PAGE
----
Despite being the sixth-most Internet-connected state in the U.S (.xls) the Utah Attorney General has issued a legal opinion that we citizens can't use our Internet machines to sign formal petitions for citizen initiatives. If you don't know, that's a method for the citizens to pass laws without involving our elected officials. This is important especially when we as citizens want to change--or take away--some of those elected officials' powers.---
The anti-gerrymandering group Fair Boundaries hopes to ask voters on the 2010 ballot to create an independent redistricting commission and take that job away from legislators. Fair Boundaries is still soliciting e-signatures via Twitter.
Why would they persist? Fair Boundaries executive director Curtis Haring said,
"The long and short of it is, basically, we still intend to take e-signatures on-line. What we're going to do is, obviously, be sure we can get them approved, and if not, if necessary, use it as a manual back up to go door-to-door to talk to these people in person."
Sounds reasonable enough. Any chance Fair Boundaries will sue the state?
"That's one of the points we're leaving open, however, we don't want to do that," Haring said. "We want to talk to the lieutenant governor [and] the attorney general to hopefully resolve this without having to go to the courts."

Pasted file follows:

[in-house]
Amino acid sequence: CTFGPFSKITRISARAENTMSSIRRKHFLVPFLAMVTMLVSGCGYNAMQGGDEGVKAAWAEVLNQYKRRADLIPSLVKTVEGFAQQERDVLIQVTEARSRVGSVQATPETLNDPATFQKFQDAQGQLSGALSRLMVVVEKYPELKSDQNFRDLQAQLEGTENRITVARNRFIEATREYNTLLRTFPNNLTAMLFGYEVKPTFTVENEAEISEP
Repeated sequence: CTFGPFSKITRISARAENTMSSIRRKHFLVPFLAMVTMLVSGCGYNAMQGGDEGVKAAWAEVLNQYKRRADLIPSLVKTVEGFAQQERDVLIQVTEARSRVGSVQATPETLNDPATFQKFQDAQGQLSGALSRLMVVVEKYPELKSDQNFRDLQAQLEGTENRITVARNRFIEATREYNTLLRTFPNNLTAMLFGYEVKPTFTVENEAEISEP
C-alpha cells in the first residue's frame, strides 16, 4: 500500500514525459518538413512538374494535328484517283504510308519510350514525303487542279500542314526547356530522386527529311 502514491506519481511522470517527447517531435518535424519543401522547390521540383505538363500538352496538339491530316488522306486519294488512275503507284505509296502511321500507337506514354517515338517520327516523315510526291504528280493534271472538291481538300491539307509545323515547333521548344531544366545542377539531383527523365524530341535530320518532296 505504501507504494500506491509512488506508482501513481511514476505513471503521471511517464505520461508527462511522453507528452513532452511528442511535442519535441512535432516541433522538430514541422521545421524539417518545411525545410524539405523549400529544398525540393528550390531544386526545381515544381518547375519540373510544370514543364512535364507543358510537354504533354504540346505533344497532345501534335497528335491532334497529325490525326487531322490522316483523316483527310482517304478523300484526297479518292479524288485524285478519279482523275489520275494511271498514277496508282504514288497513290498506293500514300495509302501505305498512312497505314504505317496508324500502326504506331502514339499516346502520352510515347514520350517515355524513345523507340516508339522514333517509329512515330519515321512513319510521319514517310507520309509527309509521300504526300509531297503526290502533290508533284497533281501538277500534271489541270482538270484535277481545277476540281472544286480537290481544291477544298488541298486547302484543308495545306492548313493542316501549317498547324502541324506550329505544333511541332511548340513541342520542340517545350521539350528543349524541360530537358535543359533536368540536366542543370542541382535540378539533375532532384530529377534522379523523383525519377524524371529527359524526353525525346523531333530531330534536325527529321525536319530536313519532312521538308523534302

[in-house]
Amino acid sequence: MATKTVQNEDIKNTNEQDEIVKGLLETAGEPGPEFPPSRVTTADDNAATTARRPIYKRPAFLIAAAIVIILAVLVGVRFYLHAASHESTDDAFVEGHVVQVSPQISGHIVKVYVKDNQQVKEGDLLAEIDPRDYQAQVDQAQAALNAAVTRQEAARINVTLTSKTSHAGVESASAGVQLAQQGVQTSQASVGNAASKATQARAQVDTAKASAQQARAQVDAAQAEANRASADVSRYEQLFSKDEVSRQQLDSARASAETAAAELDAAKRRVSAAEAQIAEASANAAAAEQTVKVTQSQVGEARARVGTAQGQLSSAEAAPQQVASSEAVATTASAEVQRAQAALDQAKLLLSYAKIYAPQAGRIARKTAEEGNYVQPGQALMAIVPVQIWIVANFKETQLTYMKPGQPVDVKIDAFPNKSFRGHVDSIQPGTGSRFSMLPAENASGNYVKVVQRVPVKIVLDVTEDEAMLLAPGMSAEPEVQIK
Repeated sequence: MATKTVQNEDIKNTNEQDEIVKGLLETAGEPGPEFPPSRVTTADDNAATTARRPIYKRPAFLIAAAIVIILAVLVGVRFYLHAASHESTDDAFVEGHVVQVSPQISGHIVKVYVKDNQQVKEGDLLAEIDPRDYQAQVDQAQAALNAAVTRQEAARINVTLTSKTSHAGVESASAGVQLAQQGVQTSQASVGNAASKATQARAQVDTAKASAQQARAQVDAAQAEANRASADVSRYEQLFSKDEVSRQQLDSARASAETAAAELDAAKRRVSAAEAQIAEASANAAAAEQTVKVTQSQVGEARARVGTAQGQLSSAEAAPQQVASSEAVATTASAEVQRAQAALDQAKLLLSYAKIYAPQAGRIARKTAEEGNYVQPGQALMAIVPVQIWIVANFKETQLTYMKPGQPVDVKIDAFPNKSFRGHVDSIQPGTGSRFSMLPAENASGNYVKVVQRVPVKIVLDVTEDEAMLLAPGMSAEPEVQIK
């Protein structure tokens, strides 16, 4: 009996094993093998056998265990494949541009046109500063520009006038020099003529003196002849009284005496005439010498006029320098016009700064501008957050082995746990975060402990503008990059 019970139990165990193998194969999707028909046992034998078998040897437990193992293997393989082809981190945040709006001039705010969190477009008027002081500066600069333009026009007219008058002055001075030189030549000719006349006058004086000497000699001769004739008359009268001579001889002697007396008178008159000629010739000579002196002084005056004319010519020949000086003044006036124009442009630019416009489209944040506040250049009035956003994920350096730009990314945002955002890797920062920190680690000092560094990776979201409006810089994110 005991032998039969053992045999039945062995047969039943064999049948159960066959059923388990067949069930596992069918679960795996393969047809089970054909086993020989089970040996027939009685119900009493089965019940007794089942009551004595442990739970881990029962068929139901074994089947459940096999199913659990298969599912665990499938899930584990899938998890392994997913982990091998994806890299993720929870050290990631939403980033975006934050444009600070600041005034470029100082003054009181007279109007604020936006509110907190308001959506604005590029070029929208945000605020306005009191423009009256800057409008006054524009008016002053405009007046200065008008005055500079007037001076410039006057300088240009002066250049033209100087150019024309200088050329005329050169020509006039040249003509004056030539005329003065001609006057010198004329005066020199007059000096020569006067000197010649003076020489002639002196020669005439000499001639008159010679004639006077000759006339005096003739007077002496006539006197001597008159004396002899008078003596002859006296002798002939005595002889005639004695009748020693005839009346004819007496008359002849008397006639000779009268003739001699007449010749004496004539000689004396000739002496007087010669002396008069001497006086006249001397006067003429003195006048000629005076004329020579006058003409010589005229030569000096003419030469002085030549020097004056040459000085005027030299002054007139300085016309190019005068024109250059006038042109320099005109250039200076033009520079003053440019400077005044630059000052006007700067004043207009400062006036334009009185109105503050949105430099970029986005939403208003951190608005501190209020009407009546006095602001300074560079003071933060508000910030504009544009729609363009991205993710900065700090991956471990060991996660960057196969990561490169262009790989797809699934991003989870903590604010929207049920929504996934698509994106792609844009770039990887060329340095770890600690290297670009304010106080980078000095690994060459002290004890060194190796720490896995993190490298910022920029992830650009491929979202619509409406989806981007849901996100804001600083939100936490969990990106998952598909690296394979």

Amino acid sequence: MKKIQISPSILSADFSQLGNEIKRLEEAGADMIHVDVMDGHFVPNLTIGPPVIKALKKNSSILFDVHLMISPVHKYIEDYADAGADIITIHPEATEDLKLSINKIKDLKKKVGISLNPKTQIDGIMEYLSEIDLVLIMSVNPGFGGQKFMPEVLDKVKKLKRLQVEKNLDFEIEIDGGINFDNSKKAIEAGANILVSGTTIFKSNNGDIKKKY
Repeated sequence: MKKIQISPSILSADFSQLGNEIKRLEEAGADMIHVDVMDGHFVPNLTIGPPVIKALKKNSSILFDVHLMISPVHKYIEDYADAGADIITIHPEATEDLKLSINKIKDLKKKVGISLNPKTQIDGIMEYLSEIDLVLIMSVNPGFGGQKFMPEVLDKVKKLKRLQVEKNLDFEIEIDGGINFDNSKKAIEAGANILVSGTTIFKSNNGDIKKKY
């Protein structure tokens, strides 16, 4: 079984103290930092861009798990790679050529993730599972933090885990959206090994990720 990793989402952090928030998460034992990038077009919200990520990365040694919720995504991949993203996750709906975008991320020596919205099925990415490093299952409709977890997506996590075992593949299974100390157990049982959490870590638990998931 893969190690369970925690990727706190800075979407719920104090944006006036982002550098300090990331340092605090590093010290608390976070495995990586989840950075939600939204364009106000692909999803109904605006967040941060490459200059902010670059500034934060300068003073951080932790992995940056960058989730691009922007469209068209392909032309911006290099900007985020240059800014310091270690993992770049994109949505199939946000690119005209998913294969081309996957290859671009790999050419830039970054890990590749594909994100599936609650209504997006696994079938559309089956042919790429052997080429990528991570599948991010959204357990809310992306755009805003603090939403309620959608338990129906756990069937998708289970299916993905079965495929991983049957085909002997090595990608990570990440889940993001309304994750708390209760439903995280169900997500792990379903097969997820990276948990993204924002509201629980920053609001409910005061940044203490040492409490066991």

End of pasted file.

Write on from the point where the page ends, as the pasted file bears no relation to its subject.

Expect a formal press release from Fair Boundaries soon, Haring said.
Wouldn't it be nice if the Legislature, upon hearing that Utah citizens are unable to use 20th Century technology in the 21st Century to run our democracy that someone on Capitol Hill would quickly craft a bill to allow it? It's 2010, folks. I've been paying federal taxes online since 2000. Since the Fair Boundaries initiative, and others, are aimed at taking powers away from the Legislature, however, I realize that's probably not going to happen this year.
Update 2-11-10 3:13 p.m.: the promised press release has arrived. Money quote: “The people of Utah have a solemn right to participate in their democracy by way of an initiative on the ballot. This AG’s opinion stifles that constitutional right and is based on a misinterpretation of both the initiative statute and the Electronic Transactions Act,” says Merrill Nelson, petition sponsor with Fair Boundaries.